I followed Philip’s footsteps carefully, trying to place my shoe into his last place he stepped as we walked upwards through waist high weeds and overgrowth. The two dogs bound along in front of us like rabbits leaping through the weeds; full of puppy-ish excitement. The hills were starting to burst with springtime color and I desperately wanted to look around me, but I was focused on following Philip’s path. I hadn’t expected to be hiking at this moment. Instead I was expecting to be tasting the little known Gozitan wines and homemade jams in a posh little farmhouse setting.
The prickly thorns of wild weeds poked through my pants and I was quickly reminded that I was far away from posh.
However, deep down I much preferred this active site seeing and learning to sitting on my ass eating and drinking. In fact, little did Philip know, but I loved this. It made my heart putter to be one with nature and hiking my way through the wine fields and terraced hills rather doing a typical tasting. As Phil continued to blaze a trail upwards he chattered on about the history of Ta Mena and how it has evolved from his mother’s simple cooking and work into an agro-tourism hot spot of Gozo.
We stopped for a bit and the dogs kept going. Philip turned to me and said, “Do you feel that – the breeze is different up here. Can you tell the difference?”
I honestly have no idea if I could tell the difference, but I did enjoy the cool breeze as I finally had a chance to take in my landscape and surroundings. Phil explained that the different breezes and little microclimates of this terraced valley was what made the winery unique. They produced specific wines for each little terraced area where specific grapes thrived.
These hills have had various ‘residents’ in it’s soil. This family farming plot started as a winery 80 years ago and in the 1960’s changed over to primarly fruit trees where Carmena (Philip’s mother known as ‘Mena’) sold her fruits and vegetables on the side of the road to locals. She took the fruit left-overs and made them into jams.
Present day, the Ta Mena estate is back to it’s roots, literally – wine and olives. They still do produce other jams and spreads in small quantities, but their main mission today is to let the world know how great Gozitan wines are. And based on my taste test (after hiking) – they are great and can rival any Italian wine. They not only produce classic wines that pair beautifully with a the rich seafood diet of the islands, but they also have turned the estate into a complete experience for those who want to be more involved and learn about harvesting such crops. The grape harvest occurs from mid August to September and the Olive harvest occurs in October; tourists can participate in the harvest experience. Much like my hike up the hill, you have to be prepared to get dirty at Ta Mena.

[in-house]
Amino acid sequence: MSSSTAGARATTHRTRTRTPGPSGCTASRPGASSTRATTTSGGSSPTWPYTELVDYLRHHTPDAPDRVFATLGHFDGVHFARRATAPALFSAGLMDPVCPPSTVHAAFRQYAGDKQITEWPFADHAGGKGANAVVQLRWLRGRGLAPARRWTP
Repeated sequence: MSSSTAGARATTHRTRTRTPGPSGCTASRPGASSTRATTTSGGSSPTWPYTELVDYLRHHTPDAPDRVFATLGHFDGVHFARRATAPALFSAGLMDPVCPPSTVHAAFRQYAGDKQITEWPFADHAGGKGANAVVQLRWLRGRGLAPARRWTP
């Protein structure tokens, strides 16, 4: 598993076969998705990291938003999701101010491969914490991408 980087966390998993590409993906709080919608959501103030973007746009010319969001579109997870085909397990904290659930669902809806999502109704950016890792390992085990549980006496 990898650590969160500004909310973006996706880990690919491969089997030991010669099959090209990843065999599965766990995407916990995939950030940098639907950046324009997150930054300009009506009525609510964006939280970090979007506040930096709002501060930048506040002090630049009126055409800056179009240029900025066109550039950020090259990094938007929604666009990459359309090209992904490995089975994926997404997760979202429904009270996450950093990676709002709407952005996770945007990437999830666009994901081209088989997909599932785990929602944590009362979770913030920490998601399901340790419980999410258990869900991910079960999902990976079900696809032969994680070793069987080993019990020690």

As I walked down the hill listening to Philip tell stories I spotted the a familiar windmill with an American touch. I asked him about the windmill and Philip said that his father bought it years ago and it was like an oil well for them; the irrigation it provided was the just what they needed to produce abundant crops on this dry island. On Gozitan farms, water is prosperity.
As we walked to the bottom of the valley again we stopped in the rustic building by the road. This is where you can taste samples of the Ta Mena products as well as purchase them straight from the estate. However, my journey didn’t end here, it ended in Marsalforn, a little fishing village along the sea. This is where I was able to get the complete farm to table experience and taste all of the Ta Mena delights in a full meal at the restaurant Il Kartell. They serve Ta Mena wines, spreads, vegetables and utilize many of the Ta Mena products in their dishes.
I sat out by the seaside on a patio of tables basking in the sun. This is where I was introduced to my favorite simple Maltese/Gozo snack, kunserva, a sweet tomato paste served with bread. I had never eaten tomato paste straight, but I was well accustomed to using it in cooking to supplement sauces. My friend Ana explained the kunserva process to me and I followed her lead. First, pour olive oil on your plate, then take a crusty piece of bread and spread on the Ta Mena kunserva. Next place the bread, kunserva side down, into the plate of olive oil letting it soak it up properly. Finally, add the giant salty capers to the top and eat. Delicious!
The entire meal at Il Kartel was delightful and allowed me to try the Mediterranean specialties accompanies with Ta Mena wines and spreads. The sunny day wasn’t bad either. As I finished my last bite of desert, I was happy I had made the initial climb up the valley with Philip. It not only made the food I was eating more meaningful, but it also helped me justify dessert!
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